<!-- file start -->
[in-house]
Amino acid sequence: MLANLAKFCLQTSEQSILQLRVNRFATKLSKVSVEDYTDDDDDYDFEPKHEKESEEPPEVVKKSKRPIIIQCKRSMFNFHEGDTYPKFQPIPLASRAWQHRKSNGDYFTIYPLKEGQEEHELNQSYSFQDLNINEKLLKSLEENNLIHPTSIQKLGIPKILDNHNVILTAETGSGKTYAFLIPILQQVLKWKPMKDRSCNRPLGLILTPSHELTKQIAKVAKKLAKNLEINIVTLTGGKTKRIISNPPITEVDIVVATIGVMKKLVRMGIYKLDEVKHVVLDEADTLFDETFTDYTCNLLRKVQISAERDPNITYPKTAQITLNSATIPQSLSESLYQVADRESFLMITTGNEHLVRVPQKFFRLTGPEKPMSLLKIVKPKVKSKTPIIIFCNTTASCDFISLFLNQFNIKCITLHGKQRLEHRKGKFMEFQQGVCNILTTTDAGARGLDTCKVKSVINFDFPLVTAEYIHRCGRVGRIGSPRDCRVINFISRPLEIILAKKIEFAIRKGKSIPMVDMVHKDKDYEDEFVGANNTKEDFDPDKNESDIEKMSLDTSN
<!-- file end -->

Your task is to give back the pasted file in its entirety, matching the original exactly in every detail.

[in-house]
Amino acid sequence: MLANLAKFCLQTSEQSILQLRVNRFATKLSKVSVEDYTDDDDDYDFEPKHEKESEEPPEVVKKSKRPIIIQCKRSMFNFHEGDTYPKFQPIPLASRAWQHRKSNGDYFTIYPLKEGQEEHELNQSYSFQDLNINEKLLKSLEENNLIHPTSIQKLGIPKILDNHNVILTAETGSGKTYAFLIPILQQVLKWKPMKDRSCNRPLGLILTPSHELTKQIAKVAKKLAKNLEINIVTLTGGKTKRIISNPPITEVDIVVATIGVMKKLVRMGIYKLDEVKHVVLDEADTLFDETFTDYTCNLLRKVQISAERDPNITYPKTAQITLNSATIPQSLSESLYQVADRESFLMITTGNEHLVRVPQKFFRLTGPEKPMSLLKIVKPKVKSKTPIIIFCNTTASCDFISLFLNQFNIKCITLHGKQRLEHRKGKFMEFQQGVCNILTTTDAGARGLDTCKVKSVINFDFPLVTAEYIHRCGRVGRIGSPRDCRVINFISRPLEIILAKKIEFAIRKGKSIPMVDMVHKDKDYEDEFVGANNTKEDFDPDKNESDIEKMSLDTSN